I have previously blogged about the virtue (as I see it) of being able to customize your applications to your own preferences. This afternoon I see that Daryl has made a plea for such customization of a feature in Flock, the alerts he receives from the Flickr Photo browser. He said:
In its current form, with some of the contacts I happen to have on my list, the photo topbar provides more of a distraction than a benefit. It provokes me far too often to stop what I'm doing so that I can look at photos of little consequence.
Daryl’s Flock Blog
I know what he's talking about, and in general I agree with his proposed solution or at least with some variation of it. I'd like the ability to turn off notifications when some of my Flickr contacts post pictures and to specify how frequently I am notified about updates to their photostream. If I could specify that for some contacts I want to be notified as soon as they've posted their photo and for others that I want to be notified only once an hour of their updates, that would be an improvement over the current way it operates, I think.
But the point of this post is to raise the question for Flock's developers of whether they are really willing to give us to the ability to fine tune Flock's functions. There is, of course, an Options section in the Tools menu where I can specify a variety of preferences, such as which web services I use, which search engines I want as the default, which blogging service I use, etc., but in my conversations with them, I've met with some resistance (it seems) to building in a lot of configurability into Flock.
I've seen this resistance with regard to at least two of the functions that make Flock unique, the blog editor and the web snippets area location.
In its initial incarnation, the blog editor was a free-floating separate window that tended to get lost, particularly if you ran your browser maximized. Next the blog editor opened in a tab, not in a separate window. Since the editor has recently been improved and updated (completely re-written, if I understand correctly), it opens in a separate pop-up window that by default is opened on top of other windows. Right now there is no way to set it to open instead in a tab, and I have yet to see any discussion of the fact that the option to change that default behavior is going to be available. I have, however, seen a number of user comments indicating they would prefer to have it open in a tab. I don't think it should be only one way. Let the user choose which he or she prefers.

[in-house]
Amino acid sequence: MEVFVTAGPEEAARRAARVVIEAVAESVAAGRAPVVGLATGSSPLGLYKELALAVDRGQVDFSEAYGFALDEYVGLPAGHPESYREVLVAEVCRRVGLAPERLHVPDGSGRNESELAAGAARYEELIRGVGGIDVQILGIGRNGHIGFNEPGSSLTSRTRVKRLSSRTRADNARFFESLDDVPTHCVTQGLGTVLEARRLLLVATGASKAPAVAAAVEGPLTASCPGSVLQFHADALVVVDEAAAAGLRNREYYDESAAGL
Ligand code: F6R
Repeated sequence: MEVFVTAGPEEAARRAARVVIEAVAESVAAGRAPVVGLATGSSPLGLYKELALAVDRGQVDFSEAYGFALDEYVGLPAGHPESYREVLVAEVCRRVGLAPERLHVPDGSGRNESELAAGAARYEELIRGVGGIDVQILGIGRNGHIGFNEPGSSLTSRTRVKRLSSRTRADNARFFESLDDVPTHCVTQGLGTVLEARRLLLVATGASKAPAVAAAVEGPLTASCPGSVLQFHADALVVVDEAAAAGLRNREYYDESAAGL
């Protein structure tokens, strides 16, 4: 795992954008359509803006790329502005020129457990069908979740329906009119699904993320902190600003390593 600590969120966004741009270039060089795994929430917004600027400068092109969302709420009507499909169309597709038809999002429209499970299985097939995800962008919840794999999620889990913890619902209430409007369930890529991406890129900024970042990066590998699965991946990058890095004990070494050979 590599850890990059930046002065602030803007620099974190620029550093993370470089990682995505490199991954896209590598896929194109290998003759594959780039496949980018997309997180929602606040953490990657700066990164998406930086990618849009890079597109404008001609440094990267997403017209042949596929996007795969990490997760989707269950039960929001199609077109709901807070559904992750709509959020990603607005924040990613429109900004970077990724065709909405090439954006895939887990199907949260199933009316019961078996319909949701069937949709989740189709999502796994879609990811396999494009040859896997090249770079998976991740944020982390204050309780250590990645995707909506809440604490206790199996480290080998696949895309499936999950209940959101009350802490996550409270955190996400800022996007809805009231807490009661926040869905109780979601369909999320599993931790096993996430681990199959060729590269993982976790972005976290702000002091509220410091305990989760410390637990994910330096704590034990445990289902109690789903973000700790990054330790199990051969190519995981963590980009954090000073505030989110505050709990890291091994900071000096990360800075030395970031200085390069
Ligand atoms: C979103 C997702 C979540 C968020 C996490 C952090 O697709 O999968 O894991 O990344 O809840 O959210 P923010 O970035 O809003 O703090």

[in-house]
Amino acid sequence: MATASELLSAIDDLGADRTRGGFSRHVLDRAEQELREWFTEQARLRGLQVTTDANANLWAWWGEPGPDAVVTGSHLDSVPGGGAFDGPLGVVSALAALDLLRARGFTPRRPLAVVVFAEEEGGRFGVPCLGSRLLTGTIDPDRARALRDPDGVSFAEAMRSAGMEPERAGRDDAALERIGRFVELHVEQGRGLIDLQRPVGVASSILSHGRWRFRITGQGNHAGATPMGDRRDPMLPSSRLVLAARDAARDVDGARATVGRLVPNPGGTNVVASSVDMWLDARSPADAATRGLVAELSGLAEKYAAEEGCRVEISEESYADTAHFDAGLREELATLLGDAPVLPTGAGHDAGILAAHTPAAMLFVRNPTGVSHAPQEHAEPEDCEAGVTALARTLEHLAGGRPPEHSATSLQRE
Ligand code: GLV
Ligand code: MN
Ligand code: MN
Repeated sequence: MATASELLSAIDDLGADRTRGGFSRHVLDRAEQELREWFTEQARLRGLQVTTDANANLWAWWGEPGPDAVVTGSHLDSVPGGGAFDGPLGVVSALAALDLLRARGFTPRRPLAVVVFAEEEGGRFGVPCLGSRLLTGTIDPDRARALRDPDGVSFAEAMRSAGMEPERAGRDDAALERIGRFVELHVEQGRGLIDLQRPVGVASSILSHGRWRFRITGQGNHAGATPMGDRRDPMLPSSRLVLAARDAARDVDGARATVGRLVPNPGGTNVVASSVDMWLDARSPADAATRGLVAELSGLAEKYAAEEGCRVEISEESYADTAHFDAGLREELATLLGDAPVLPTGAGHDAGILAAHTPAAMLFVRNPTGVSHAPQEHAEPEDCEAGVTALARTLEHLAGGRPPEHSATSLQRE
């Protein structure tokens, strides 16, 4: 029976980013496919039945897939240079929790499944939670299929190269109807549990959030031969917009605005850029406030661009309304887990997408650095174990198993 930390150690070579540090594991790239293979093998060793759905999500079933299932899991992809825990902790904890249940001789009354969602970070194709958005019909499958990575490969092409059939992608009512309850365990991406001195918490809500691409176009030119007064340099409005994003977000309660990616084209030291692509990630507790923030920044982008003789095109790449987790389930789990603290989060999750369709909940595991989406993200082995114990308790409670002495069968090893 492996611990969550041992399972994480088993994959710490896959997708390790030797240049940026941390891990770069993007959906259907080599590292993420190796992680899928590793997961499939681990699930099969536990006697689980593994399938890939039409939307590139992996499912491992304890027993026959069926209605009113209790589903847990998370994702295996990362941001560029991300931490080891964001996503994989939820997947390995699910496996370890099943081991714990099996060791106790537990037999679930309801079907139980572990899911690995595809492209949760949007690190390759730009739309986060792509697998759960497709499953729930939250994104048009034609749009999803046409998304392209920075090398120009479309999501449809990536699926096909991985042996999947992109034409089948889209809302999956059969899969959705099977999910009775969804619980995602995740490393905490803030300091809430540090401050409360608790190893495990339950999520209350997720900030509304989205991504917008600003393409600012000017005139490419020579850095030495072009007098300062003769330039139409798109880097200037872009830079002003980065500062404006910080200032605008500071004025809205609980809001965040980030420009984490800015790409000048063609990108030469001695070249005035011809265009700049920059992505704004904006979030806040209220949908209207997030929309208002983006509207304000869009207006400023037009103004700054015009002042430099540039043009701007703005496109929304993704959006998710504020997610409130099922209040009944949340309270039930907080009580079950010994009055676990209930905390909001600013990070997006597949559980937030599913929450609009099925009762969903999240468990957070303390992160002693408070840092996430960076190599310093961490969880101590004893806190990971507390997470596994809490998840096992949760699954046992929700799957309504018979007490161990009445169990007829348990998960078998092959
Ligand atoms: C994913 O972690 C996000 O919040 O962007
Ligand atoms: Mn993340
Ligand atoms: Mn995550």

The web snippets feature (previously called The Shelf) was originally a topbar just like the photo browser or the Mapper function. In its most recent rendition, it is located in an area at the bottom of the browser window that auto-opens when you drag a web snippet to it. (Web snippets are nothing more than a bit of text, a graphic or a link that you find on the web that you want to retain, perhaps for later use in a blog post.) Back when it was a topbar, there was some discussion of making it a sidebar or a bottom bar instead. At that time, I said my preference was for us users to have the option of making it either, simply another thing that we could specify as we saw fit.
The resistance I sense among the developers to that idea goes something like this. "We don't want the browser to become bloated, and besides most users would end up just using the defaults anyway. And what's more, many users might find it hard to discover the configuration options." They are the developers, of course, and I am only a user, so I can't argue with the point that providing user preference options might contribute to bloat. However, I don't think the argument that most users might use the defaults or that many of them might not discover the configuration options holds much water. Though both suppositions may be true, that isn't any reason to deny users, who are willing to explore the features of the product and want choices, the option to "have it our way."
So as I write in support of Daryl's idea, I also would like to prod the Flock developers to become more open to giving the user greater choice about how Flock behaves. Stop short of making the code bloated, but go as far as possible in providing users choice. It's easier to create fans if give them the ability to control the application through configuring it to their desires.
technorati tags: Flock, configuration, choice